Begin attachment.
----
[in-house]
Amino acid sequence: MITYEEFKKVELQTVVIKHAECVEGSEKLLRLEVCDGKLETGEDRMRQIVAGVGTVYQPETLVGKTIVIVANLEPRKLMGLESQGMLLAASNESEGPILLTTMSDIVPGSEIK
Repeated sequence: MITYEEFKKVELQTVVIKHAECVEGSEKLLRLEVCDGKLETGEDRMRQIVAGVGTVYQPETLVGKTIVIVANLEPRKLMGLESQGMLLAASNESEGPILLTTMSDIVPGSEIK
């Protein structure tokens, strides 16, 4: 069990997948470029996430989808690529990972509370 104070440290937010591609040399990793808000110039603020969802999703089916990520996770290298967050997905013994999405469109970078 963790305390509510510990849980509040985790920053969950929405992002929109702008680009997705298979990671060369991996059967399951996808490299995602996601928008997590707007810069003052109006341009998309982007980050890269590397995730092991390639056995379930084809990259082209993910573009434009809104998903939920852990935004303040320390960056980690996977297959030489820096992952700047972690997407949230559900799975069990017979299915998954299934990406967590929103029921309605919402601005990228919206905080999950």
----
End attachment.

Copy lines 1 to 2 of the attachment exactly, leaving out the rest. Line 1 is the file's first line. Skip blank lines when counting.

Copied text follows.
[in-house]
Amino acid sequence: MITYEEFKKVELQTVVIKHAECVEGSEKLLRLEVCDGKLETGEDRMRQIVAGVGTVYQPETLVGKTIVIVANLEPRKLMGLESQGMLLAASNESEGPILLTTMSDIVPGSEIK